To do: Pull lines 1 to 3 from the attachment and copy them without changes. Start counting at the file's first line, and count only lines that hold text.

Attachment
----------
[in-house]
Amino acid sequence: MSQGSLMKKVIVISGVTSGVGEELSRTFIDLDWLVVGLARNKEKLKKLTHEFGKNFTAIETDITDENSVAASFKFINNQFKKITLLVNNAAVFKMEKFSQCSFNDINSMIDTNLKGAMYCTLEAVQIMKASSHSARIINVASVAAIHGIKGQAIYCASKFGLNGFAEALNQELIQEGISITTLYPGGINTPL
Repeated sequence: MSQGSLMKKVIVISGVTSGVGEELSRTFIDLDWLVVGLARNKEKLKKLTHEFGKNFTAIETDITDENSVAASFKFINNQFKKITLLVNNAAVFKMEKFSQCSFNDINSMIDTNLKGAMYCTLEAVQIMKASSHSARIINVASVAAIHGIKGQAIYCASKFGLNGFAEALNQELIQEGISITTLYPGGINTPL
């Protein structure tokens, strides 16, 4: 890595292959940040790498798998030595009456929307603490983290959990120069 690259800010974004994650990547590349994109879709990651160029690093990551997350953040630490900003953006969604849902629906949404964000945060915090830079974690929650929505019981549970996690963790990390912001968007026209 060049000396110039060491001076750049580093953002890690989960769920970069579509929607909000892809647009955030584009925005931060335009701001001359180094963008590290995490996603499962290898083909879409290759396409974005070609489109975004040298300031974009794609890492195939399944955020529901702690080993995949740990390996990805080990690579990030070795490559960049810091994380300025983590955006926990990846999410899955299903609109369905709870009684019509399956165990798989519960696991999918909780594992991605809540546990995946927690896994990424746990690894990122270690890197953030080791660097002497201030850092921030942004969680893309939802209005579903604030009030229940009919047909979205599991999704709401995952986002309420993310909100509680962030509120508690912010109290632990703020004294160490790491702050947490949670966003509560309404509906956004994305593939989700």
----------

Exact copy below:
[in-house]
Amino acid sequence: MSQGSLMKKVIVISGVTSGVGEELSRTFIDLDWLVVGLARNKEKLKKLTHEFGKNFTAIETDITDENSVAASFKFINNQFKKITLLVNNAAVFKMEKFSQCSFNDINSMIDTNLKGAMYCTLEAVQIMKASSHSARIINVASVAAIHGIKGQAIYCASKFGLNGFAEALNQELIQEGISITTLYPGGINTPL
Repeated sequence: MSQGSLMKKVIVISGVTSGVGEELSRTFIDLDWLVVGLARNKEKLKKLTHEFGKNFTAIETDITDENSVAASFKFINNQFKKITLLVNNAAVFKMEKFSQCSFNDINSMIDTNLKGAMYCTLEAVQIMKASSHSARIINVASVAAIHGIKGQAIYCASKFGLNGFAEALNQELIQEGISITTLYPGGINTPL